• Did I mention that many of these are programs that my school doesn't install on the faculty computer? I can make CAD drawings at home but have to convert them to show at school, or print at school.  Some of these have been eliminated (Google Reader, delicious, etc.) and others have not had their license renewed (OpenOffice replacing Office for fiscal reasons) or made major format changes.
  • Books: I have hardcopy, Kindle format, text files, Google Books, pdf.
  • Jeez ... forgot about flipped classes, video, audio, YouTube and TeacherTube and computer support.

  • Oh yeah, I also teach math. I'll have five preps next year, including an online Geometry course that I've never seen before - something the state cooperative bought from Florida Online. 
And that is just scratching at the surface. I'm sure that everyone of you reading this said to yourself at least once, "He forgot about ____. That is so useful."
Remind me again what I'm being paid to do?

I know most of this tech already, but the students don't (with the exception of Facebook and their smartphones) and most of the other teachers are pretty new at everything, too.

My co-teacher falls into this trap a lot: he's real excited about every tool. "You can all use powerpoint but it's not the best. Google presentation isn't very good either. You should use SlideRocket." Other teachers are using Powerpoint with them because the kids all learned that in 7th grade and still others are excited about Prezi because it "engages the students more." That's four different presentation methods - so each student has to learn four different environments ... and that's just for making a presentation. And it assumes that the tool you learn this year will still be around next year and that the para-educators know all four and can help the kids with each one (not for $11/hour).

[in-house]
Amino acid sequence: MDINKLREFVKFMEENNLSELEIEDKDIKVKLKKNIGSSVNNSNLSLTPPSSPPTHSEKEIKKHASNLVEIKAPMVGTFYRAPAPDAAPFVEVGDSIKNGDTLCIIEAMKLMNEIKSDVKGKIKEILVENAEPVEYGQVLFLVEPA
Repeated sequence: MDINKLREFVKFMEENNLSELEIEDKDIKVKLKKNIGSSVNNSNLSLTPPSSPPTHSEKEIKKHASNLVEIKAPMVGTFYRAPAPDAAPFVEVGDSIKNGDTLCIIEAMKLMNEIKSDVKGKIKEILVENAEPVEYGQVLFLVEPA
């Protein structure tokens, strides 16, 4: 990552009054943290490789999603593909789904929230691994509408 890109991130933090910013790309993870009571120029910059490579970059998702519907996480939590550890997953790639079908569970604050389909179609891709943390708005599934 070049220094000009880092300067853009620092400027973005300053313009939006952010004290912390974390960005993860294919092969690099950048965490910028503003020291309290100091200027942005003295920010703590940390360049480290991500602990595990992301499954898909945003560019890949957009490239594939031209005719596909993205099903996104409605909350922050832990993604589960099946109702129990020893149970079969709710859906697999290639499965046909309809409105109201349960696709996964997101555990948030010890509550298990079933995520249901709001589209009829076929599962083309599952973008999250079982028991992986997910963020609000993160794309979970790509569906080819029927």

There are so many options, the whole thing grinds to a halt.

There are so many tools that won't play nicely together.

With "new" comes "Training" and mistakes. Unfortunately, mistakes in education tend to involve confidential data and are usually a big problem. There is so much data being put into Powerschool that doesn't belong in a single-access system. The people setting things up are dumping everything into it with little concern for who "needs" to see which piece of information. All it will take is for a single teacher to be careless with a single password and a whole host of information will be out there in the student body. 

Most importantly, if you want people to learn and explore and experiment, you have to be willing for things to not go well and all we've heard about is how bad our schools are and how much reform is needed. Most of the push for reform involves more and more diverse technology tools that no one can use well in the first place. "If only you all used ____, our scores would go up."

I used to hate Microsoft for its dominance and attitude until I realized that the standardization it fostered made education manageable. You could teach kids how to use a tool quickly and then get on with using the tool to learn.

So, before we ask that teachers be good at everything ... is there a chance that we could standardize this list a bit? Put together a list of the must-haves and hold off on the rest?